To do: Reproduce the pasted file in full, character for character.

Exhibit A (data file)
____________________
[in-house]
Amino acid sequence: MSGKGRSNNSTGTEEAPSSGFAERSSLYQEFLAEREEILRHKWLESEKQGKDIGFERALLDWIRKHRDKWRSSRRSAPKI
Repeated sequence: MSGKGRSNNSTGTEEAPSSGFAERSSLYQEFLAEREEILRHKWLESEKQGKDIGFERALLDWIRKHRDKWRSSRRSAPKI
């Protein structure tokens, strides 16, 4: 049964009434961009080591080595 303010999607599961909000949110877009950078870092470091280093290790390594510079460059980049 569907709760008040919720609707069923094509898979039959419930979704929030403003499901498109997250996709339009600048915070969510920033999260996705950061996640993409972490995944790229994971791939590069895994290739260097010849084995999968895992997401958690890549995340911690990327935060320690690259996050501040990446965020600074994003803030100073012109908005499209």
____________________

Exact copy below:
[in-house]
Amino acid sequence: MSGKGRSNNSTGTEEAPSSGFAERSSLYQEFLAEREEILRHKWLESEKQGKDIGFERALLDWIRKHRDKWRSSRRSAPKI
Repeated sequence: MSGKGRSNNSTGTEEAPSSGFAERSSLYQEFLAEREEILRHKWLESEKQGKDIGFERALLDWIRKHRDKWRSSRRSAPKI
């Protein structure tokens, strides 16, 4: 049964009434961009080591080595 303010999607599961909000949110877009950078870092470091280093290790390594510079460059980049 569907709760008040919720609707069923094509898979039959419930979704929030403003499901498109997250996709339009600048915070969510920033999260996705950061996640993409972490995944790229994971791939590069895994290739260097010849084995999968895992997401958690890549995340911690990327935060320690690259996050501040990446965020600074994003803030100073012109908005499209």